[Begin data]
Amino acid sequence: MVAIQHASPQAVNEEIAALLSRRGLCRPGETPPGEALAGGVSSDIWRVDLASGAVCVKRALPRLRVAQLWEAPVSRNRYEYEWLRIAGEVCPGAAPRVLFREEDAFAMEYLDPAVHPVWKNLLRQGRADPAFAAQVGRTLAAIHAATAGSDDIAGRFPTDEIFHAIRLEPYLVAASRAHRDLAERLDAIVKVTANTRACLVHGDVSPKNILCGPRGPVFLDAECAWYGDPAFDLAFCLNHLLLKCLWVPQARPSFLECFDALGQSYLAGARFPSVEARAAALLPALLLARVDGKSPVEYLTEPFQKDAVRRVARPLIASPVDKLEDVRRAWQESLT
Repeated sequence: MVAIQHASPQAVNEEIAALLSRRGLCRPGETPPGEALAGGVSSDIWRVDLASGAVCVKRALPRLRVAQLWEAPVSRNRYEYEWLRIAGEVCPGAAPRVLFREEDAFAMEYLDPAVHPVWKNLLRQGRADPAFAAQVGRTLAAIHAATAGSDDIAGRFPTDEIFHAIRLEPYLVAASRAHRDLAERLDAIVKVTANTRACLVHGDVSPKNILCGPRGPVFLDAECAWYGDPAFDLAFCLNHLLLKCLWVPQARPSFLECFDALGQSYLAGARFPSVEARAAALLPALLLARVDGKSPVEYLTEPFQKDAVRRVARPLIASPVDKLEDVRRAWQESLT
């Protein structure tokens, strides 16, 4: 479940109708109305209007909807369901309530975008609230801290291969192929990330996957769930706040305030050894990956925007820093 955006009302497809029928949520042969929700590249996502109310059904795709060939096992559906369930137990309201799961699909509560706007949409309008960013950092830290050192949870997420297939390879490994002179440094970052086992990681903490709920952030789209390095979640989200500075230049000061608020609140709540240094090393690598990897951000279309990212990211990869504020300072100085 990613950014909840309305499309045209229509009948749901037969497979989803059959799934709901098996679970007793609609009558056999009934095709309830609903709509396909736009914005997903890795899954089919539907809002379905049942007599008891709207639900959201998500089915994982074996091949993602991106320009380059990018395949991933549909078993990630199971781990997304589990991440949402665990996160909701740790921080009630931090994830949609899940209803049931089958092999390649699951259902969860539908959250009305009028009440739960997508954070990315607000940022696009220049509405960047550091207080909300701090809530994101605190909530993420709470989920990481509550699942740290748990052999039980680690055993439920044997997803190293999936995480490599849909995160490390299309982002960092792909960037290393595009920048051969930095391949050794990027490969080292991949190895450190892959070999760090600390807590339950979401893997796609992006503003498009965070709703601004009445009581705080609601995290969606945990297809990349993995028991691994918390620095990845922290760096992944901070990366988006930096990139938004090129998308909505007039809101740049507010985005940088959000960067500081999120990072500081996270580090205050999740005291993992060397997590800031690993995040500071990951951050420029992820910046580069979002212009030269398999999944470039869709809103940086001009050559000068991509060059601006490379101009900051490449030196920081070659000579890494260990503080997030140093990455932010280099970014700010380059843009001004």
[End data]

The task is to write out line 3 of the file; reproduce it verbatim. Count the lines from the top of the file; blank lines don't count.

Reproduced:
């Protein structure tokens, strides 16, 4: 479940109708109305209007909807369901309530975008609230801290291969192929990330996957769930706040305030050894990956925007820093 955006009302497809029928949520042969929700590249996502109310059904795709060939096992559906369930137990309201799961699909509560706007949409309008960013950092830290050192949870997420297939390879490994002179440094970052086992990681903490709920952030789209390095979640989200500075230049000061608020609140709540240094090393690598990897951000279309990212990211990869504020300072100085 990613950014909840309305499309045209229509009948749901037969497979989803059959799934709901098996679970007793609609009558056999009934095709309830609903709509396909736009914005997903890795899954089919539907809002379905049942007599008891709207639900959201998500089915994982074996091949993602991106320009380059990018395949991933549909078993990630199971781990997304589990991440949402665990996160909701740790921080009630931090994830949609899940209803049931089958092999390649699951259902969860539908959250009305009028009440739960997508954070990315607000940022696009220049509405960047550091207080909300701090809530994101605190909530993420709470989920990481509550699942740290748990052999039980680690055993439920044997997803190293999936995480490599849909995160490390299309982002960092792909960037290393595009920048051969930095391949050794990027490969080292991949190895450190892959070999760090600390807590339950979401893997796609992006503003498009965070709703601004009445009581705080609601995290969606945990297809990349993995028991691994918390620095990845922290760096992944901070990366988006930096990139938004090129998308909505007039809101740049507010985005940088959000960067500081999120990072500081996270580090205050999740005291993992060397997590800031690993995040500071990951951050420029992820910046580069979002212009030269398999999944470039869709809103940086001009050559000068991509060059601006490379101009900051490449030196920081070659000579890494260990503080997030140093990455932010280099970014700010380059843009001004």